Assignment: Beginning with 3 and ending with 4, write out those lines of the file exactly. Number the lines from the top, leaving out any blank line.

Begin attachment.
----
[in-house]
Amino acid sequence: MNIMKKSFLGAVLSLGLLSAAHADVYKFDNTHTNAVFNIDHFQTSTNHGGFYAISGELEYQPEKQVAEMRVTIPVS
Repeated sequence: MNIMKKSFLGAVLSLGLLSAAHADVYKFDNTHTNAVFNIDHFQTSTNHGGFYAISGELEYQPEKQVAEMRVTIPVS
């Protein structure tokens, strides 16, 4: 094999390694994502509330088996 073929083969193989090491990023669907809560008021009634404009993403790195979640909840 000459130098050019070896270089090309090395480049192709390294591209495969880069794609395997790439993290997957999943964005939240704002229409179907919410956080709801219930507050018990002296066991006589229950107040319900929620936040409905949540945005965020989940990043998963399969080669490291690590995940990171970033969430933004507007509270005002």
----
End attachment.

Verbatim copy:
Repeated sequence: MNIMKKSFLGAVLSLGLLSAAHADVYKFDNTHTNAVFNIDHFQTSTNHGGFYAISGELEYQPEKQVAEMRVTIPVS
């Protein structure tokens, strides 16, 4: 094999390694994502509330088996 073929083969193989090491990023669907809560008021009634404009993403790195979640909840 000459130098050019070896270089090309090395480049192709390294591209495969880069794609395997790439993290997957999943964005939240704002229409179907919410956080709801219930507050018990002296066991006589229950107040319900929620936040409905949540945005965020989940990043998963399969080669490291690590995940990171970033969430933004507007509270005002």